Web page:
• (b) pouring the hydrogel device formulation into a mold to form a semi-solid in a shape of the mold, wherein the mold forms a ring-shape or a disc-shape.

The hydrogel-forming formulation may be provided with a viscosity augmentor when desired, as for example in the the case of a vaginal device for contraception and infections. Most preferably, the viscosity augmentor is a polycarboxylic or polyhydroxyl complex polymer selected from the group consisting of linear polyacrylates, cross-linked polyacrylates, hydroxyalkyl celluloses, polycarboxyalkyl celluloses, water soluble celluloses, polyethylene alcohols, vinyl alcohols, chitosan polymers, salts of alginic acid, and combinations thereof. Preferably, the viscosity augmentor is made up to not less than about 0.2% (by weight) in water, and not more than about 5% by weight in water. Most preferably, the viscosity augmentor is about 2% by weight of the aqueous formulation. Preferably, the pH of the hydrogel-forming device formulation is from about pH 3.0 to about pH 6.5. Most preferably, the pH is about 4.0.

Preferably, the anti-infective device that is either the hydrophobic polymer embodiment or the hydrogel embodiment is shaped to either conform to a body cavity, a specific implant design, or a thin sheet of not less than 0.1 mm in thickness or greater than 10 mm in thickness. Most preferably, a vaginal implant shape is formed into a circular shape suitable for vaginal insertion and retention in the cervical region. Suitable device circular shapes are ring, concave disc, and tampon. In the ring configuration designed to fit near the formix between the vaginal wall and cervix, the device should have an outer diameter of from about 3.0 cm to about 7.0 cm. Most preferably, the outer diameter is from about 5.6 cm to about 6.0 cm. The inner, hollow core of the ring diameter should range from about 2.0 to about 6.0 cm, allowing for a ring of from about 0.5 to 1.5 cm in thickness, most preferably exhibiting a hollow core diameter of from about 4.6 to 5 cm, and a ring of from about 0.8 to about 1.2 cm in thickness.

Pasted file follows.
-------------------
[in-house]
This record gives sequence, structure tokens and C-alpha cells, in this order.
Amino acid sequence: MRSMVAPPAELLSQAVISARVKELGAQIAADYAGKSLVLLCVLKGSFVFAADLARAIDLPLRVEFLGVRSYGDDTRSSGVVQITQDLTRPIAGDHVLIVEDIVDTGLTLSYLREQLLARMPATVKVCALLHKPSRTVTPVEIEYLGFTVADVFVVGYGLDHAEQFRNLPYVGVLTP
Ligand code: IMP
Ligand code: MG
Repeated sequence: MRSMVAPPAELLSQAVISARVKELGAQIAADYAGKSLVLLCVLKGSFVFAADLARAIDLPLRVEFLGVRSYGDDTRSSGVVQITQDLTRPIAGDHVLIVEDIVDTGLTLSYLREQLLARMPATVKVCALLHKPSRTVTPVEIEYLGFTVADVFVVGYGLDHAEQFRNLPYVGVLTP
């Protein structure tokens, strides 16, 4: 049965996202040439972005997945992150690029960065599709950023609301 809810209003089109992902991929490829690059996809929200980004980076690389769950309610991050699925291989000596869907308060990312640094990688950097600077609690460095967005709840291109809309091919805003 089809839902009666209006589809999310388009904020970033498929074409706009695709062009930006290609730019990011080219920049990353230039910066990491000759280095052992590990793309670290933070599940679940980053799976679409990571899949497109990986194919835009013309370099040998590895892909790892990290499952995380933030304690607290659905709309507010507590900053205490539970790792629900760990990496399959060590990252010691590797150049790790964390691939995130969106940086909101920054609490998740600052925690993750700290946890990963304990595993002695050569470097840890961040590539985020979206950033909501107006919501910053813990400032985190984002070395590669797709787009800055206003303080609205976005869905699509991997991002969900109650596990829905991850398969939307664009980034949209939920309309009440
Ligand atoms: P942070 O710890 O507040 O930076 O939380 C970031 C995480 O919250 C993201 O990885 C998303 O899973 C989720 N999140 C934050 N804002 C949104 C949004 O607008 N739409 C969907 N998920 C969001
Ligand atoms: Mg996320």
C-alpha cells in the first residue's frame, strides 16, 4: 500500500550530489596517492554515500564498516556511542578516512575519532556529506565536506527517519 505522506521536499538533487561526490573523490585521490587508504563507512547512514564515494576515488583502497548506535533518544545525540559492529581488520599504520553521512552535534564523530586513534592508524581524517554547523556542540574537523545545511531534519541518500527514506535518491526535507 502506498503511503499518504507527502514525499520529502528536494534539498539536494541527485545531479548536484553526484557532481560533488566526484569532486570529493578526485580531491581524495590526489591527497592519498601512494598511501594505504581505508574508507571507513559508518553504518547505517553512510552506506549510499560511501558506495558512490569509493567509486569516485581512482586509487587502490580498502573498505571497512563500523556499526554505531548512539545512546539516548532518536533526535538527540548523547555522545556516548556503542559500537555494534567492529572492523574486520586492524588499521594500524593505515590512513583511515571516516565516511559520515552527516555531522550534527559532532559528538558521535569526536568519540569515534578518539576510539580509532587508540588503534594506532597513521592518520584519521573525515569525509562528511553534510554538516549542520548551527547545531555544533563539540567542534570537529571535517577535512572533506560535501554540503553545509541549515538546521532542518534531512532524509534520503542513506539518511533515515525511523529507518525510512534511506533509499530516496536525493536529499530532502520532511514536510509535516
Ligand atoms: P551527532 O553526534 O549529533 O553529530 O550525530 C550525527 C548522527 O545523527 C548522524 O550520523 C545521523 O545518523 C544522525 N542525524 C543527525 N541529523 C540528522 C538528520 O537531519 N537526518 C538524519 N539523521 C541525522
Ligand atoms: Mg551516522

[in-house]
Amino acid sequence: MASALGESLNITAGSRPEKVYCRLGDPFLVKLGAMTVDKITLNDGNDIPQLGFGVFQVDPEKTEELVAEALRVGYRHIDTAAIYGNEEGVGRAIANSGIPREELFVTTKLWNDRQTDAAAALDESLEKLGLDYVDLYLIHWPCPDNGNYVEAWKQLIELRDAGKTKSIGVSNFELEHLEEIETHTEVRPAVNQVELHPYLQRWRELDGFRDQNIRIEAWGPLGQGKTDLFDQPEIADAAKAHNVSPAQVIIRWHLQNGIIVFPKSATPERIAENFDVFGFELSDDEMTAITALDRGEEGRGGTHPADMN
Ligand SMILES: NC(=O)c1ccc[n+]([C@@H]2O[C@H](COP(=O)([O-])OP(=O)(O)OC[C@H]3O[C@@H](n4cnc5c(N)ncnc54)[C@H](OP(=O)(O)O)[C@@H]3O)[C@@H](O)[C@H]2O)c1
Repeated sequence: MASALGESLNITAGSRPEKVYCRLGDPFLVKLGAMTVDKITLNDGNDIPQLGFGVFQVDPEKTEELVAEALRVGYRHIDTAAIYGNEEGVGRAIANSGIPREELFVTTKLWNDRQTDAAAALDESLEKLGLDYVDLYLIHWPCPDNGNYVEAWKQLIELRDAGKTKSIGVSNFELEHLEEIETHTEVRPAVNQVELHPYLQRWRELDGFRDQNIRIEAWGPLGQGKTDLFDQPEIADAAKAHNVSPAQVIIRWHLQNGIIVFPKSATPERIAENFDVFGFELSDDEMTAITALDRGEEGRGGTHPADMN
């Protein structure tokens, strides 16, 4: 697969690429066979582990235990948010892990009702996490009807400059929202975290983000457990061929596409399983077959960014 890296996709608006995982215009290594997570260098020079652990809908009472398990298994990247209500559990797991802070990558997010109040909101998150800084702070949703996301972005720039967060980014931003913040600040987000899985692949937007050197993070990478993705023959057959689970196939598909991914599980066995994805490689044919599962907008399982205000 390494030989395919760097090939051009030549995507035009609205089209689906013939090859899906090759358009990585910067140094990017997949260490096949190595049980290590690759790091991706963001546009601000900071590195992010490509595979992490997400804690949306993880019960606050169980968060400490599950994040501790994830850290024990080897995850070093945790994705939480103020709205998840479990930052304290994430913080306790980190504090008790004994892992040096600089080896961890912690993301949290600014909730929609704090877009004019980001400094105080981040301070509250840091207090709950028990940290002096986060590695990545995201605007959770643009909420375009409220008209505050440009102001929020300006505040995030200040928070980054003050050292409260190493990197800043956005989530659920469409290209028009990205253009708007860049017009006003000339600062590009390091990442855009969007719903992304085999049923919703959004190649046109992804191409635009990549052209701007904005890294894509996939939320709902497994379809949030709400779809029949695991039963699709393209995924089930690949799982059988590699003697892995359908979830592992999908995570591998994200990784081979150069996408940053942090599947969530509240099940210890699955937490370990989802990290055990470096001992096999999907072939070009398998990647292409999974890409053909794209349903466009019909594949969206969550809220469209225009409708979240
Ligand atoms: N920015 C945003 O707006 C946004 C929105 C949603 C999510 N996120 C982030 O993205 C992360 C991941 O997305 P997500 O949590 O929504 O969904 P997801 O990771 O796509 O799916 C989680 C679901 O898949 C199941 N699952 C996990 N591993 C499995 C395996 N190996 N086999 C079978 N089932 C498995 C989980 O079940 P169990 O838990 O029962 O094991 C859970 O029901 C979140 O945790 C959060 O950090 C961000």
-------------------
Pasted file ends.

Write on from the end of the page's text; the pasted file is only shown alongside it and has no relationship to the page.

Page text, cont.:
In a third embodiment, the present invention further provides a bilayer hydrogel anti-infective device, comprising a first bilayer member comprising a hydrogel agent and a first component of an iodine-generating formulation and a second bilayer member comprising a hydrogel agent and a second component of an iodine-generating formulation, wherein the first component of the iodine generating formulation comprises an iodide and the second component of the iodine-generating formulation comprises an oxidizing means, wherein the iodide is selected from the group consisting of potassium iodide, sodium iodide, and combinations thereof, wherein the oxidizing means is present in an amount sufficient to release iodine from the iodide, and wherein the hydrogel agent is selected from the group consisting of linear polyacrylates or cross-linked polyacrylates, hydroxyalkyl celluloses, polycarboxyalkyl celluloses, water soluble cellulose, polyethylene or vinyl alcohols, chitosan polymers, salts of alginic acid, or combination thereof.

Preferably, the oxidizing means is selected from the group consisting of alkali iodine oxide salts, peracids, H2O2-generating enzyme oxidases, and combinations thereof. Most preferably, the alkali iodine oxide salts are potassium or sodium iodate, iodine pentoxide or both. Most preferably, the peracids are perborates, peracetates, or both. Most preferably, the H2O2 generating enzyme oxidases are selected from the group consisting of glucose oxidase (D-glucose:oxygen 1-oxidoreductase; EC 1.1.3.4) or diamine oxidase (amine:oxygen oxidoreductase[deaminating] [pyridoxal-containing]; EC 1.4.3.6) and combinations thereof. Preferably, the H2O2 generating enzyme oxidases optionally includes a peroxidase enzyme. Preferably, the peroxidase enzyme is donor:hydrogen-peroxide oxidoreductase; EC 1.11.1.7.